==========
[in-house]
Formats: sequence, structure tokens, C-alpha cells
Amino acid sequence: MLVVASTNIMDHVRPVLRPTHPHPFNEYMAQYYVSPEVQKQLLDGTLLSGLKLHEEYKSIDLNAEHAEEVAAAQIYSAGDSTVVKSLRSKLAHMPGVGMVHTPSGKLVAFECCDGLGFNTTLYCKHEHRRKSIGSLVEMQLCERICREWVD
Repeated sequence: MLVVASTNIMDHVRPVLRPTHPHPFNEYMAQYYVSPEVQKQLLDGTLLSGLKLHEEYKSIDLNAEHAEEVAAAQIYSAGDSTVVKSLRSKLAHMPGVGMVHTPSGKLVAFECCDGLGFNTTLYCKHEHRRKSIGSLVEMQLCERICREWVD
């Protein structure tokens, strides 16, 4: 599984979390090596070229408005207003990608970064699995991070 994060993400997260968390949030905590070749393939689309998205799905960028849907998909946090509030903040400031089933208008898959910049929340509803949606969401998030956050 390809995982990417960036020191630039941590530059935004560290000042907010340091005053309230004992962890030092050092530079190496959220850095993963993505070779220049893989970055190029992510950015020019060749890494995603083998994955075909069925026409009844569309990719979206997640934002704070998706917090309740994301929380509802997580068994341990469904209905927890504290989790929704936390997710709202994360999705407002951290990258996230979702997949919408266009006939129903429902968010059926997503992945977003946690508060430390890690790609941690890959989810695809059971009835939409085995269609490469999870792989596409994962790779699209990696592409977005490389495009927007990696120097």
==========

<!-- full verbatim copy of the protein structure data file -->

[in-house]
Formats: sequence, structure tokens, C-alpha cells
Amino acid sequence: MLVVASTNIMDHVRPVLRPTHPHPFNEYMAQYYVSPEVQKQLLDGTLLSGLKLHEEYKSIDLNAEHAEEVAAAQIYSAGDSTVVKSLRSKLAHMPGVGMVHTPSGKLVAFECCDGLGFNTTLYCKHEHRRKSIGSLVEMQLCERICREWVD
Repeated sequence: MLVVASTNIMDHVRPVLRPTHPHPFNEYMAQYYVSPEVQKQLLDGTLLSGLKLHEEYKSIDLNAEHAEEVAAAQIYSAGDSTVVKSLRSKLAHMPGVGMVHTPSGKLVAFECCDGLGFNTTLYCKHEHRRKSIGSLVEMQLCERICREWVD
């Protein structure tokens, strides 16, 4: 599984979390090596070229408005207003990608970064699995991070 994060993400997260968390949030905590070749393939689309998205799905960028849907998909946090509030903040400031089933208008898959910049929340509803949606969401998030956050 390809995982990417960036020191630039941590530059935004560290000042907010340091005053309230004992962890030092050092530079190496959220850095993963993505070779220049893989970055190029992510950015020019060749890494995603083998994955075909069925026409009844569309990719979206997640934002704070998706917090309740994301929380509802997580068994341990469904209905927890504290989790929704936390997710709202994360999705407002951290990258996230979702997949919408266009006939129903429902968010059926997503992945977003946690508060430390890690790609941690890959989810695809059971009835939409085995269609490469999870792989596409994962790779699209990696592409977005490389495009927007990696120097």